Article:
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Samyutta Nikaya
Sakka Saṁyutta

11.14 Dallidda Suttaṁ
The Discourse about a Poor Man

The wise person, remembering the Buddha’s teachings, should be devoted to faith, virtue, confidence and realization of the Dhamma.

This is how I heard. At one time, the Blessed One was staying in the province of Rājagaha in the Bamboo Garden, the Squirrels’ Reserve. There the Blessed One addressed the monks saying, “ Oh monks.” “Bhante,” those monks replied to the Blessed One.

“Monks, a long time ago, in this same province, there was a very poor and helpless beggar. He practiced faith, virtue, Dhamma learning, generosity, and wisdom in the path proclaimed by the Buddha. Having practiced faith, virtue, Dhamma learning, generosity, and wisdom in the path proclaimed by the Buddha, after death, at the breakup of the body, he was reborn among the Tāvatiṁsa gods. He outshone the other gods in regards to beauty and glory.

“Then monks, the Tāvatiṁsa gods became annoyed with him, criticized and insulted him saying, ‘It is wonderful indeed sirs! It is amazing indeed sirs! For before he became a god, he was a poor helpless beggar. After death, at the breakup of the body, he was reborn among the Tāvatiṁsa gods, and now he outshines the other gods in regards to beauty and glory.’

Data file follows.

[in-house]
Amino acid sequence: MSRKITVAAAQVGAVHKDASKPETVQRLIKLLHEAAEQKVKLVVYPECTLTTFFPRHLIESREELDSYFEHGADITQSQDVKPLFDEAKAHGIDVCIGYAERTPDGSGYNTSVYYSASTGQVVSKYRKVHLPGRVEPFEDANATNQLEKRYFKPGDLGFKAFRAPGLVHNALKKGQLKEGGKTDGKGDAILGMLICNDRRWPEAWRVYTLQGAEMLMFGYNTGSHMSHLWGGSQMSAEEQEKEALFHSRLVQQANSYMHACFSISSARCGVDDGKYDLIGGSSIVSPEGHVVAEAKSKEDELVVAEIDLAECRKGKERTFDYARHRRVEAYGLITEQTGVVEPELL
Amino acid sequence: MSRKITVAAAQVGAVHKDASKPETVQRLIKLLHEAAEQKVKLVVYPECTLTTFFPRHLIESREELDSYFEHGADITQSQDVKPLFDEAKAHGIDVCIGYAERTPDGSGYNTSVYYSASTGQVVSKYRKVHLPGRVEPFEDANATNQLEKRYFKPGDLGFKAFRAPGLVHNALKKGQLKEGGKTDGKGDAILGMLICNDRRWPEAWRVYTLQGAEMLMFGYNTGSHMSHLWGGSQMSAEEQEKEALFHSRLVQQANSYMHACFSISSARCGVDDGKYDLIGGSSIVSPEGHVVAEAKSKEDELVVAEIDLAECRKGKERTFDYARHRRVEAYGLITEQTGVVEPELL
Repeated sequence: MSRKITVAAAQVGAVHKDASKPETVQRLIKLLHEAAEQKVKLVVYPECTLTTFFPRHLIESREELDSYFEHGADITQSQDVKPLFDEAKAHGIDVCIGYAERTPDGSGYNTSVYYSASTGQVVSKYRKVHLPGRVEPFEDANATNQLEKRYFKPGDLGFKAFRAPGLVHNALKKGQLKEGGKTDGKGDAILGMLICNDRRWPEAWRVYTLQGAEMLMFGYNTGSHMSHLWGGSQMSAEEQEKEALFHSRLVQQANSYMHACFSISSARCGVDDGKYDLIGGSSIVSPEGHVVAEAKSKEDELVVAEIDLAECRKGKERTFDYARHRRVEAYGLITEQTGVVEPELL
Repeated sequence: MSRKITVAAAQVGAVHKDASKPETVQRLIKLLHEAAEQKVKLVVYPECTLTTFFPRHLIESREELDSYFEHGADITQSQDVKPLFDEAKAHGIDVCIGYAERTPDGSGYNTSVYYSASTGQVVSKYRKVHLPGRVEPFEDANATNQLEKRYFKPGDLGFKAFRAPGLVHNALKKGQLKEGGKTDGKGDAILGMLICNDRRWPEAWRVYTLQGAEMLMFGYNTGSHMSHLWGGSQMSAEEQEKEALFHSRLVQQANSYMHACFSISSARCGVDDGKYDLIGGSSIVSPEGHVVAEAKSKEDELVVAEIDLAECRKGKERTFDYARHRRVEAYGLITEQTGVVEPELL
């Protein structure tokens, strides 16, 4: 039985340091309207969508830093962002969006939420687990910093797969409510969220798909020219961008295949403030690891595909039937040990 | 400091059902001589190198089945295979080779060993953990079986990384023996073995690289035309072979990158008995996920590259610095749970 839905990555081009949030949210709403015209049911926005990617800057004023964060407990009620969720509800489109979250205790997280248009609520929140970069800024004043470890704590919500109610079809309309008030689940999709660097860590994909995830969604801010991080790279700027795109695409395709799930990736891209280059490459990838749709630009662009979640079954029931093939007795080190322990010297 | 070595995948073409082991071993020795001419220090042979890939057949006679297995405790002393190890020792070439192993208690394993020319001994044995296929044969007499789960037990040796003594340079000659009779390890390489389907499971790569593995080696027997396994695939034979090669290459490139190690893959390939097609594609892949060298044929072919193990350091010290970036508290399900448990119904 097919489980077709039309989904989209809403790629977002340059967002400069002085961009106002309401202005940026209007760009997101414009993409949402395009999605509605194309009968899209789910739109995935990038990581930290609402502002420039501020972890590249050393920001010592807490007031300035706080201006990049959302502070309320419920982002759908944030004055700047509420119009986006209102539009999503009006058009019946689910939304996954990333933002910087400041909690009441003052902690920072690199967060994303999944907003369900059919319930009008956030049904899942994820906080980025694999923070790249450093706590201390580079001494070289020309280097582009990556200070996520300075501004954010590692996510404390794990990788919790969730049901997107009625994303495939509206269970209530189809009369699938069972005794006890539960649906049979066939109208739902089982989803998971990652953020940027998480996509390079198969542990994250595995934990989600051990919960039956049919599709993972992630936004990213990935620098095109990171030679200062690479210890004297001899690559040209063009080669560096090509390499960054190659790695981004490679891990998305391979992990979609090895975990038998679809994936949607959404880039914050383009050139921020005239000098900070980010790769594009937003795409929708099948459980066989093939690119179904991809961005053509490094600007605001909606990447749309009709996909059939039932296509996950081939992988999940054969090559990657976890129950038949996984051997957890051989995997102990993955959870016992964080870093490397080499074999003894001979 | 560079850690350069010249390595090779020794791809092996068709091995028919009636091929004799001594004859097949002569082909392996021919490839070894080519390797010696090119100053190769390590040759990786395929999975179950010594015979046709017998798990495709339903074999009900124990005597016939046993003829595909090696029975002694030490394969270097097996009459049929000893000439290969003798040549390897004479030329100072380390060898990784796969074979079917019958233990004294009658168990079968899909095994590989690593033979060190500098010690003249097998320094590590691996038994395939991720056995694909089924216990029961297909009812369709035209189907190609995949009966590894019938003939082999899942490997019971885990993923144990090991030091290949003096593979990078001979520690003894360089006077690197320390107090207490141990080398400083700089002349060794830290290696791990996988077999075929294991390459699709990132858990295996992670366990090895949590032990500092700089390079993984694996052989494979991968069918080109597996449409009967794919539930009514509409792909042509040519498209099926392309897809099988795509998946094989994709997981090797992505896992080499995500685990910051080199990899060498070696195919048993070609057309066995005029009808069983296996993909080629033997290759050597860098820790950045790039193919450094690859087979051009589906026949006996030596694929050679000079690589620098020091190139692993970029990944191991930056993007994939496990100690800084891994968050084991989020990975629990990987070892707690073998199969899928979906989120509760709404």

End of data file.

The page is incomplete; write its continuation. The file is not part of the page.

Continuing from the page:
“Then, monks, Sakka, lord of the gods, told the Tāvatiṁsa gods: ‘Dear sirs, don’t insult this god. In the past, this young god was a human being. He practiced faith, virtue, Dhamma learning, generosity, and wisdom in the path proclaimed by the Buddha. Having developed faith, virtue, Dhamma learning, generosity, and wisdom in the path proclaimed by the Buddha, after death he was reborn among the Tāvatiṁsa gods. He now outshines the other gods in regard to beauty and glory.’

“Then, monks, Sakka, lord of the gods, recited these verses, making the Tāvatiṁsa gods happy:

“‘When one has unshakable, well established faith in the Supreme Buddha and good virtue, praised by the noble ones;

“‘When one has confidence in the community of monks and one understands the Dhamma, they say that one isn’t poor; his life is not meaningless.

“‘Therefore the wise person, remembering the Buddha’s teachings, should be devoted to faith, virtue, confidence and realization of the Dhamma.’”

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Saṁyutta Nikāya 11.14 Dallidda Suttaṁ: The Discourse about a Poor Man

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